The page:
Missionary children, or “MKs,” as they are sometimes referred to, grow up in an international, highly intercultural environment. The journey of a missionary kid is distinctive and filled with a variety of unparalleled opportunities, challenges, and experiences. We will examine the lives of these “third culture kids” in this series of blogs, shedding light on their upbringing, unique experiences, struggles, identity, and mental health. Excerpts from interviews with people who grew up on mission fields will be included in these blogs (names have been changed to protect confidentiality) and redacted transcripts of these interviews will be provided with the upcoming blog posts for those who are interested.
Who is a TCK?
A Missionary Kid (MK) falls under the category of ‘Third Culture Kid’. This term is used to describe a person who has spent a significant part of their formative years outside their parents’ culture. According to the book ‘Third Culture Kids’ by Pollock and Van Reken, TCKs develop links with all of the cultures but do not fully identify with any of them.
A Truly Global Upbringing
The MK, raised in foreign countries, experiences exposure to diverse cultures, languages, and ways of life. Traveling between their home and host countries and growing up in a genuinely cross-cultural world can cultivate an appreciation for diversity, adaptability, and flexibility
Jonathan, 18yrs- “I recall being able to adjust in whatever situation I was put into (at least externally). I think a lot of that comes from constantly evolving circumstances and being accustomed to change.”
This global upbringing also involves frequent relocations, language barriers, and cultural adjustments. This might contribute to a sense of rootlessness, which we will explore in another blog. Rich diversity exists alongside the underlying dilemma of where one fits within that diversity.
Rachel, 25yrs- When we moved from one mission field to another, I needed quite a bit of time to adapt. Integrating what I had learned from the previous place and starting from scratch was difficult. I still find it difficult to identify one of these places as ‘home’.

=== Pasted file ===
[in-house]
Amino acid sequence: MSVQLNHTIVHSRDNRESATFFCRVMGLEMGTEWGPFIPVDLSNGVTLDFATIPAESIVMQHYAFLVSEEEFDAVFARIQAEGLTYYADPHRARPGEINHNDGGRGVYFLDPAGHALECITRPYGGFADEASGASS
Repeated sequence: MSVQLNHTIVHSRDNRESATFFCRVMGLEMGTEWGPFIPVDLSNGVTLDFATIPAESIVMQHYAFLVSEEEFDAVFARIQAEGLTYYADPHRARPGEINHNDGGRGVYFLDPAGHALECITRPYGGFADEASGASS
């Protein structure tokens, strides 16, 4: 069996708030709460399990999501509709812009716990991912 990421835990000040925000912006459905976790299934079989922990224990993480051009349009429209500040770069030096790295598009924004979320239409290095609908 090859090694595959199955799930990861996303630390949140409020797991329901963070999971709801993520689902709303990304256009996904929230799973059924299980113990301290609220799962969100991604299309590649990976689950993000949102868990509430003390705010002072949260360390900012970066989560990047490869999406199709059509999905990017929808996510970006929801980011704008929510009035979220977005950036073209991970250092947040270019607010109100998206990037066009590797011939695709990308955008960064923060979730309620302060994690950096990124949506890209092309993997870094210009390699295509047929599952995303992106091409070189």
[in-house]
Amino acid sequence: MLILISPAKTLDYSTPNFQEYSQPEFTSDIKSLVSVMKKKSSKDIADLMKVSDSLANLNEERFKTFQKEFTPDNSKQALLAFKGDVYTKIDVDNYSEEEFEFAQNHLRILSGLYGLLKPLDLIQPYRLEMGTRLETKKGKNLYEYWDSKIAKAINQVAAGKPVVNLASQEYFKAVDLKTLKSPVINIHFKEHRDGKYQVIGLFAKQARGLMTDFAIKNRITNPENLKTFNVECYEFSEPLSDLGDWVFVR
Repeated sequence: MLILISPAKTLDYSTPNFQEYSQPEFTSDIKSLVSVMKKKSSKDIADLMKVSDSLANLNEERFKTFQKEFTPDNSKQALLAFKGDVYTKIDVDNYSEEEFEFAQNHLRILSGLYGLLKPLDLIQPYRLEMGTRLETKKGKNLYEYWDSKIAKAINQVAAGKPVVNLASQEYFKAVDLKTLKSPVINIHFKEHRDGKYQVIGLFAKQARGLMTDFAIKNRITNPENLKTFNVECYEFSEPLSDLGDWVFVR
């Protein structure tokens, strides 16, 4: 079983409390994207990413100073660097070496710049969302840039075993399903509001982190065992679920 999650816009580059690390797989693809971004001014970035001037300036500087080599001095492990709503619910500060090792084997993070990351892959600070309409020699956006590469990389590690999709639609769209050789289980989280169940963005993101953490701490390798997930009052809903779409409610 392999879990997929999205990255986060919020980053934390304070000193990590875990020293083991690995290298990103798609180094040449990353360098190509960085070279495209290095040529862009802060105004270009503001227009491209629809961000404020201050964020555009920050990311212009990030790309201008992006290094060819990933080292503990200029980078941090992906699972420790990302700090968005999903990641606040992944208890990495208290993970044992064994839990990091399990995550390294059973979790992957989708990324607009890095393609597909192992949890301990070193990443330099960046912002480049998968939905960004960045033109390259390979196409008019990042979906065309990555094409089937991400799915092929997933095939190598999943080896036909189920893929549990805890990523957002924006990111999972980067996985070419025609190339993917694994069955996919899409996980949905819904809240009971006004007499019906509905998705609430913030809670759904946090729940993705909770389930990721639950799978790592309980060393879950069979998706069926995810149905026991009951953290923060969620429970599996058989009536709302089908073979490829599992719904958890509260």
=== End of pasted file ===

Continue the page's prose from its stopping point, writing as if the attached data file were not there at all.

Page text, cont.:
Some of the themes that arose from the interviews were:
- Cultural Confusion
- Transitions and Adjustments
- Identity and Belonging
Exposure to and the blending of various cultural norms, values, and expectations can result in cultural confusion. MKs often learn multiple languages and adapt to various communication styles. This can lead to challenges in identifying with a single language or communication pattern.
Sam, 24yrs- “As a five year old, I used to switch between 3 languages in different contexts- one with local friends, one with my parents, and one with my babysitter. I even recall switching languages within the same conversation, and sometimes still do that. It came so naturally to me but I did not identify with any of the three languages.”
Managing Cultural Confusion
There is no one-size-fits-all approach as each MK has their own unique experience but navigating this confusion may involve:
- Embracing Uniqueness– Not everyone gets the opportunities MKs do. Embracing the diverse cultural backgrounds as a unique aspect of your identity can help you use it as a source of strength.
- Self reflection– Engaging in introspection to understand and clarify your own values, beliefs, and cultural influences.
- Cultivating flexibility– You might still be navigating various cultural contexts. Embracing a flexible mindset can enable you to adapt, welcoming change and uncertainty as opportunities for growth.
- Seeking Support– Connecting with other TCKs who share similar experiences can provide a sense of validation and belonging.
This research article provides an in-depth understanding of adjustment within internationally mobile families.
You can find more Centre For Effective Serving blogs here.
Pollock, D. C., Van Reken, R. E., & Pollock, M. V. (2017). Third culture kids : growing up among worlds. Nicholas Brealey Publishing.